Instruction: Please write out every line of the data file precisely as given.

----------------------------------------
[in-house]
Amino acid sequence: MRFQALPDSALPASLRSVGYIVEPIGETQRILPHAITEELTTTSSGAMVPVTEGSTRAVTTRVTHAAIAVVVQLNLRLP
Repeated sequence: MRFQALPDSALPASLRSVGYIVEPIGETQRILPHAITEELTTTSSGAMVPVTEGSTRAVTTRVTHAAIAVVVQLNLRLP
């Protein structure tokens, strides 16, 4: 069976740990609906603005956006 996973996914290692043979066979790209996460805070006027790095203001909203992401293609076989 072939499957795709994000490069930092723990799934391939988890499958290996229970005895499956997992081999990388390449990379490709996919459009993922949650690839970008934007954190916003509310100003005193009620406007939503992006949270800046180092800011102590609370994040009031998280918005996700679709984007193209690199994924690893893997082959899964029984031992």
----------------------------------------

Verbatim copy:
[in-house]
Amino acid sequence: MRFQALPDSALPASLRSVGYIVEPIGETQRILPHAITEELTTTSSGAMVPVTEGSTRAVTTRVTHAAIAVVVQLNLRLP
Repeated sequence: MRFQALPDSALPASLRSVGYIVEPIGETQRILPHAITEELTTTSSGAMVPVTEGSTRAVTTRVTHAAIAVVVQLNLRLP
């Protein structure tokens, strides 16, 4: 069976740990609906603005956006 996973996914290692043979066979790209996460805070006027790095203001909203992401293609076989 072939499957795709994000490069930092723990799934391939988890499958290996229970005895499956997992081999990388390449990379490709996919459009993922949650690839970008934007954190916003509310100003005193009620406007939503992006949270800046180092800011102590609370994040009031998280918005996700679709984007193209690199994924690893893997082959899964029984031992």